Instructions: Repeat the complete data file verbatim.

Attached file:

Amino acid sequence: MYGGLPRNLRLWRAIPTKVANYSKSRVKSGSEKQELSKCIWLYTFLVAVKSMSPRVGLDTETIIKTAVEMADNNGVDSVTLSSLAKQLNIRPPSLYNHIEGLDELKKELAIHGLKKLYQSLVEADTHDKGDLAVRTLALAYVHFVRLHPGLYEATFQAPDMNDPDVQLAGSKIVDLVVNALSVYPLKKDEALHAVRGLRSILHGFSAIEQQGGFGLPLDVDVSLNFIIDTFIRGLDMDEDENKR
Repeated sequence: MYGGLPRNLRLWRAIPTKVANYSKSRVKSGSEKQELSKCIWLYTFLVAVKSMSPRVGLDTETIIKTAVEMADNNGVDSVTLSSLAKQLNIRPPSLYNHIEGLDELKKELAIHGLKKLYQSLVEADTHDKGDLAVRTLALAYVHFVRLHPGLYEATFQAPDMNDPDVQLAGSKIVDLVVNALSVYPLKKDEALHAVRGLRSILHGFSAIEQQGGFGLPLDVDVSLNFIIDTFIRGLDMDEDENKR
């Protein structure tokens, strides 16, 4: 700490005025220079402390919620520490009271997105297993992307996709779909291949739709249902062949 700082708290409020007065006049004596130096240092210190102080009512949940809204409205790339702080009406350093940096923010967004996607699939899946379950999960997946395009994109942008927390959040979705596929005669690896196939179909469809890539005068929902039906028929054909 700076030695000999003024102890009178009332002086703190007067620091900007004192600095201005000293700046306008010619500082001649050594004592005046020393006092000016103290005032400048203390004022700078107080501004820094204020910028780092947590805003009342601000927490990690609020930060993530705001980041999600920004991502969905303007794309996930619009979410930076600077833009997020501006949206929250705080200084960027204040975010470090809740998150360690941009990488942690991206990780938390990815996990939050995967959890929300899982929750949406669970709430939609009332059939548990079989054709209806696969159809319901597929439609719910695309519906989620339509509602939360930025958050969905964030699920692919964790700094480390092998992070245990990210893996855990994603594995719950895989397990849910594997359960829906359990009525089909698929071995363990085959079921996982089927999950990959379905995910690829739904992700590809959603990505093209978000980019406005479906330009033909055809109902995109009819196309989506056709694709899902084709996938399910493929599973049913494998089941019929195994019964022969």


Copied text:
Amino acid sequence: MYGGLPRNLRLWRAIPTKVANYSKSRVKSGSEKQELSKCIWLYTFLVAVKSMSPRVGLDTETIIKTAVEMADNNGVDSVTLSSLAKQLNIRPPSLYNHIEGLDELKKELAIHGLKKLYQSLVEADTHDKGDLAVRTLALAYVHFVRLHPGLYEATFQAPDMNDPDVQLAGSKIVDLVVNALSVYPLKKDEALHAVRGLRSILHGFSAIEQQGGFGLPLDVDVSLNFIIDTFIRGLDMDEDENKR
Repeated sequence: MYGGLPRNLRLWRAIPTKVANYSKSRVKSGSEKQELSKCIWLYTFLVAVKSMSPRVGLDTETIIKTAVEMADNNGVDSVTLSSLAKQLNIRPPSLYNHIEGLDELKKELAIHGLKKLYQSLVEADTHDKGDLAVRTLALAYVHFVRLHPGLYEATFQAPDMNDPDVQLAGSKIVDLVVNALSVYPLKKDEALHAVRGLRSILHGFSAIEQQGGFGLPLDVDVSLNFIIDTFIRGLDMDEDENKR
């Protein structure tokens, strides 16, 4: 700490005025220079402390919620520490009271997105297993992307996709779909291949739709249902062949 700082708290409020007065006049004596130096240092210190102080009512949940809204409205790339702080009406350093940096923010967004996607699939899946379950999960997946395009994109942008927390959040979705596929005669690896196939179909469809890539005068929902039906028929054909 700076030695000999003024102890009178009332002086703190007067620091900007004192600095201005000293700046306008010619500082001649050594004592005046020393006092000016103290005032400048203390004022700078107080501004820094204020910028780092947590805003009342601000927490990690609020930060993530705001980041999600920004991502969905303007794309996930619009979410930076600077833009997020501006949206929250705080200084960027204040975010470090809740998150360690941009990488942690991206990780938390990815996990939050995967959890929300899982929750949406669970709430939609009332059939548990079989054709209806696969159809319901597929439609719910695309519906989620339509509602939360930025958050969905964030699920692919964790700094480390092998992070245990990210893996855990994603594995719950895989397990849910594997359960829906359990009525089909698929071995363990085959079921996982089927999950990959379905995910690829739904992700590809959603990505093209978000980019406005479906330009033909055809109902995109009819196309989506056709694709899902084709996938399910493929599973049913494998089941019929195994019964022969």